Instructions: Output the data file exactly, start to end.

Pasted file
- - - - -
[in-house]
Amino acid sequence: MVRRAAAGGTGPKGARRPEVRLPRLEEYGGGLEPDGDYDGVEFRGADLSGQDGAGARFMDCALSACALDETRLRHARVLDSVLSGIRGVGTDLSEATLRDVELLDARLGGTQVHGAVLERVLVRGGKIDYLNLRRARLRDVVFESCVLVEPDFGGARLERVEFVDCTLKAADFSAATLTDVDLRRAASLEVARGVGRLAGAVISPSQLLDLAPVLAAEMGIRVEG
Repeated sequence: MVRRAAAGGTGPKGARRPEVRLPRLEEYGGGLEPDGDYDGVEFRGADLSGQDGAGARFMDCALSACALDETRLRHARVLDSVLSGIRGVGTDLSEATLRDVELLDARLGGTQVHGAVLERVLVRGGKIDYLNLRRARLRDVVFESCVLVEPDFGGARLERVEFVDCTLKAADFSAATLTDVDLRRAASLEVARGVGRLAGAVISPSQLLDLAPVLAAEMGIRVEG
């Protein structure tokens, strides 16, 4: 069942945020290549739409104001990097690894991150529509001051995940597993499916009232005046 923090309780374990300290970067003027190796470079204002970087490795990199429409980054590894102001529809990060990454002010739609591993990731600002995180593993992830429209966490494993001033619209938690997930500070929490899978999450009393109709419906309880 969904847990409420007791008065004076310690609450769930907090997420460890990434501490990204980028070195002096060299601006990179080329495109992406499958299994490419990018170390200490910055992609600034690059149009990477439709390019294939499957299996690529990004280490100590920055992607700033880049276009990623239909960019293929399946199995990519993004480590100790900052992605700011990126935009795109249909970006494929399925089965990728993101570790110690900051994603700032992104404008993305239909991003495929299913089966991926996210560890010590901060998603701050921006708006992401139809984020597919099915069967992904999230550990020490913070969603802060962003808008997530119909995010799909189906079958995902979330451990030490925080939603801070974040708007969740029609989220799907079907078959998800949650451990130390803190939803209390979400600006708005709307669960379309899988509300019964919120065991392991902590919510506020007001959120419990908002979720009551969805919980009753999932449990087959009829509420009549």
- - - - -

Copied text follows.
[in-house]
Amino acid sequence: MVRRAAAGGTGPKGARRPEVRLPRLEEYGGGLEPDGDYDGVEFRGADLSGQDGAGARFMDCALSACALDETRLRHARVLDSVLSGIRGVGTDLSEATLRDVELLDARLGGTQVHGAVLERVLVRGGKIDYLNLRRARLRDVVFESCVLVEPDFGGARLERVEFVDCTLKAADFSAATLTDVDLRRAASLEVARGVGRLAGAVISPSQLLDLAPVLAAEMGIRVEG
Repeated sequence: MVRRAAAGGTGPKGARRPEVRLPRLEEYGGGLEPDGDYDGVEFRGADLSGQDGAGARFMDCALSACALDETRLRHARVLDSVLSGIRGVGTDLSEATLRDVELLDARLGGTQVHGAVLERVLVRGGKIDYLNLRRARLRDVVFESCVLVEPDFGGARLERVEFVDCTLKAADFSAATLTDVDLRRAASLEVARGVGRLAGAVISPSQLLDLAPVLAAEMGIRVEG
């Protein structure tokens, strides 16, 4: 069942945020290549739409104001990097690894991150529509001051995940597993499916009232005046 923090309780374990300290970067003027190796470079204002970087490795990199429409980054590894102001529809990060990454002010739609591993990731600002995180593993992830429209966490494993001033619209938690997930500070929490899978999450009393109709419906309880 969904847990409420007791008065004076310690609450769930907090997420460890990434501490990204980028070195002096060299601006990179080329495109992406499958299994490419990018170390200490910055992609600034690059149009990477439709390019294939499957299996690529990004280490100590920055992607700033880049276009990623239909960019293929399946199995990519993004480590100790900052992605700011990126935009795109249909970006494929399925089965990728993101570790110690900051994603700032992104404008993305239909991003495929299913089966991926996210560890010590901060998603701050921006708006992401139809984020597919099915069967992904999230550990020490913070969603802060962003808008997530119909995010799909189906079958995902979330451990030490925080939603801070974040708007969740029609989220799907079907078959998800949650451990130390803190939803209390979400600006708005709307669960379309899988509300019964919120065991392991902590919510506020007001959120419990908002979720009551969805919980009753999932449990087959009829509420009549």